“The Defender owed those duties to proprietors and occupiers of neighbouring properties, such as the Pursuer, who had a possessory title to the Site based upon its right of possession thereto.”

 

 

[4]        The following averments were made in Article 6 of condescendence with respect to the loss, injury and damage alleged to have arisen:

“The Site in respect of which the Pursuer had a possessory title, based upon its right of possession thereof, was damaged as a result of the escape of foul water.  It was contaminated with sewage.  In respect of Site A, the escape of foul water continued until on or around 10th March 2015.  That is to say, foul water escaped onto Site A for a period of approximately 9 weeks.  Once the escape of foul water had ceased, the Defender advised that there should be no human activity in affected areas for 4 clear weeks in order to allow bacterial contamination to die off.  In order to mitigate further delay the Pursuer booked in mains service contractors … to coincide the recommencement of mains services works with the expiration of the decontamination period.  The escape of foul water caused a serious delay to the carrying out and completion of the works to Site A.  The works to Site A were eventually completed on or around 24th June 2015.  That is to say, the works to Site A were delayed by approximately 13 weeks overall.  In respect of Site B the escape of foul water continued until on or around 20th April 2015.  That is to say, foul water escaped onto Site B for a period of approximately 15 weeks.  Once the escape of foul water had ceased, the defender advised that there should be no human activity in affected areas for 4 clear weeks in order to allow bacterial contamination to die off.  In order to mitigate further delay the Pursuer booked‑in mains services contractors … to coincide the recommencement of mains services works with the expiration of the decontamination period.  The escape of foul water caused a serious delay to the carrying out and completion of the works to Site B.  The works to Site B were eventually completed on or around 18th December 2015.  That is to say, the works to Site B were delayed by approximately 19 weeks overall.  … As a result of the delay to the completion of the works in Site A and Site B the Pursuer incurred substantial costs.”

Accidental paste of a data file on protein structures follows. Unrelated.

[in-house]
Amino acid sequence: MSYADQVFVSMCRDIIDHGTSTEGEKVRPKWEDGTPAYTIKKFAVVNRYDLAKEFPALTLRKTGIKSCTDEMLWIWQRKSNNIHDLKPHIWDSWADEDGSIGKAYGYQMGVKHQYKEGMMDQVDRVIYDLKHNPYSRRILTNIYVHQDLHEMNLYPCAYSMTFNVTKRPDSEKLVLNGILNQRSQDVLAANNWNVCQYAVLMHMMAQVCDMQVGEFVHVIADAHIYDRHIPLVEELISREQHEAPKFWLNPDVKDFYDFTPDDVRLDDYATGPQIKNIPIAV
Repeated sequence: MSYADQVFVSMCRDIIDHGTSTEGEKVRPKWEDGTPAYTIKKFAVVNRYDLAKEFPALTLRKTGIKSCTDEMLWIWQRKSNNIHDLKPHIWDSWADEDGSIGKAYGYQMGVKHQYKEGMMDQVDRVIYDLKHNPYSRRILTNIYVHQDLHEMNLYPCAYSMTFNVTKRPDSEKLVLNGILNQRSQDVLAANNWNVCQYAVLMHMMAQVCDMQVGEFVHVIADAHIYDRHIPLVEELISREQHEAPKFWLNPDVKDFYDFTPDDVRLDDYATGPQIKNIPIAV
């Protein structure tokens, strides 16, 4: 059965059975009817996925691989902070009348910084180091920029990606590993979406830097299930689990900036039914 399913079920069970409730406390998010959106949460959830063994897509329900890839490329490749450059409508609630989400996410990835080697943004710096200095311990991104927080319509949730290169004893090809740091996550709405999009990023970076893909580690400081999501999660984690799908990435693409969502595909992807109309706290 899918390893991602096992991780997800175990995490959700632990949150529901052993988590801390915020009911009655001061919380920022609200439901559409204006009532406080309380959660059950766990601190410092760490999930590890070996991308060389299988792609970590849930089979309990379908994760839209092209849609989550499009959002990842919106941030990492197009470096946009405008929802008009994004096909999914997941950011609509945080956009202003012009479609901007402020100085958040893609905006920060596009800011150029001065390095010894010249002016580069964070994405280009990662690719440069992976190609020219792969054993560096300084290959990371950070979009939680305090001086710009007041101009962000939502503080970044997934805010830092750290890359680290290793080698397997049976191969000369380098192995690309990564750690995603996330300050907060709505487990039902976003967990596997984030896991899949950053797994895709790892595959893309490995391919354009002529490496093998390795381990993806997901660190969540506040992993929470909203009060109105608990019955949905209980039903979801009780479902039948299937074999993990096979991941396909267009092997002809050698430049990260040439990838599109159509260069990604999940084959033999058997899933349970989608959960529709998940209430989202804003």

(My emphasis)

 

[5]        Finally in Article 6 of condescendence this is averred:

 

The groundworks contractor undertook works to mitigate the impact of the escape of foul water on the Site.  It also undertook works to clean, tidy and repair damage resulting from the escape of foul water.” (My emphasis)

 

The material contract provisions